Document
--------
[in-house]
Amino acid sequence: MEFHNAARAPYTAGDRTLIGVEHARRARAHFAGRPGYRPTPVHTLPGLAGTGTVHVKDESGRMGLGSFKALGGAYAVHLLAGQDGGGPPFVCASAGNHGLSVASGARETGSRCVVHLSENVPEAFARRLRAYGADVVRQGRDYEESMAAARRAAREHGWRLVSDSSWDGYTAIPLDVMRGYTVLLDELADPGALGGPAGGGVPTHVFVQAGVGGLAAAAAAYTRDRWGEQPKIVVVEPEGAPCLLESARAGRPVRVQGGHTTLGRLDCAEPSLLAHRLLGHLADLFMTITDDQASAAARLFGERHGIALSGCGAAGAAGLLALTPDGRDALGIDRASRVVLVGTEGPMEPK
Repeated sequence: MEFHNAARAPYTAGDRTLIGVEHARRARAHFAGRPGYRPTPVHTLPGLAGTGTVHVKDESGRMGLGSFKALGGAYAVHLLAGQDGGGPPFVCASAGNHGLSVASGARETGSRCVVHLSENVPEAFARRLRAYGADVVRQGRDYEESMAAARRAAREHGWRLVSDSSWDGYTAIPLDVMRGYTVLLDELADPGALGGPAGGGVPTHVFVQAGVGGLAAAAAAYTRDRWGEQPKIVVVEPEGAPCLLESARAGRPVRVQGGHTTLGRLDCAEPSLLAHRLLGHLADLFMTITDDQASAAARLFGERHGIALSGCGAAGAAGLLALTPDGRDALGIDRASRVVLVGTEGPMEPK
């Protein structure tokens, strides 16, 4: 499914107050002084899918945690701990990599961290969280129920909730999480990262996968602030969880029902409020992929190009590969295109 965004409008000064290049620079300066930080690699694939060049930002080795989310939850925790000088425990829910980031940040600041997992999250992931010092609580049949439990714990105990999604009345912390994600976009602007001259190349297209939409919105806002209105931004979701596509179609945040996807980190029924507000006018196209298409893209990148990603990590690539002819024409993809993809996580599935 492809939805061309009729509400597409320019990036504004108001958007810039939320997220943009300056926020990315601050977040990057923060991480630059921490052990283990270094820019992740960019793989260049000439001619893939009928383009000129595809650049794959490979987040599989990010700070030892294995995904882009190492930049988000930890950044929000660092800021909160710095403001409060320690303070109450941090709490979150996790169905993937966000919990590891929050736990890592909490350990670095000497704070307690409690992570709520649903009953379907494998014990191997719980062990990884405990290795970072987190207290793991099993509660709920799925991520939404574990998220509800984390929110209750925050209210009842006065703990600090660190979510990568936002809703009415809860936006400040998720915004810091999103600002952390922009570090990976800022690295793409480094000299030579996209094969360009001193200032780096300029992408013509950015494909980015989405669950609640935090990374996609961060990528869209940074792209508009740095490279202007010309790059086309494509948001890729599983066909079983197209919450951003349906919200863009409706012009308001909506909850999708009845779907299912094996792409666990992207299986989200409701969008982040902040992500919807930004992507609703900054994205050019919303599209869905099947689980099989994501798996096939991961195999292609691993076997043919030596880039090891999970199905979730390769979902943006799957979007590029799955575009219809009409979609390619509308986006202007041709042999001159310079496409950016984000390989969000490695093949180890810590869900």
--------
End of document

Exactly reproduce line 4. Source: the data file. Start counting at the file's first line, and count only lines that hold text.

């Protein structure tokens, strides 16, 4: 499914107050002084899918945690701990990599961290969280129920909730999480990262996968602030969880029902409020992929190009590969295109 965004409008000064290049620079300066930080690699694939060049930002080795989310939850925790000088425990829910980031940040600041997992999250992931010092609580049949439990714990105990999604009345912390994600976009602007001259190349297209939409919105806002209105931004979701596509179609945040996807980190029924507000006018196209298409893209990148990603990590690539002819024409993809993809996580599935 492809939805061309009729509400597409320019990036504004108001958007810039939320997220943009300056926020990315601050977040990057923060991480630059921490052990283990270094820019992740960019793989260049000439001619893939009928383009000129595809650049794959490979987040599989990010700070030892294995995904882009190492930049988000930890950044929000660092800021909160710095403001409060320690303070109450941090709490979150996790169905993937966000919990590891929050736990890592909490350990670095000497704070307690409690992570709520649903009953379907494998014990191997719980062990990884405990290795970072987190207290793991099993509660709920799925991520939404574990998220509800984390929110209750925050209210009842006065703990600090660190979510990568936002809703009415809860936006400040998720915004810091999103600002952390922009570090990976800022690295793409480094000299030579996209094969360009001193200032780096300029992408013509950015494909980015989405669950609640935090990374996609961060990528869209940074792209508009740095490279202007010309790059086309494509948001890729599983066909079983197209919450951003349906919200863009409706012009308001909506909850999708009845779907299912094996792409666990992207299986989200409701969008982040902040992500919807930004992507609703900054994205050019919303599209869905099947689980099989994501798996096939991961195999292609691993076997043919030596880039090891999970199905979730390769979902943006799957979007590029799955575009219809009409979609390619509308986006202007041709042999001159310079496409950016984000390989969000490695093949180890810590869900």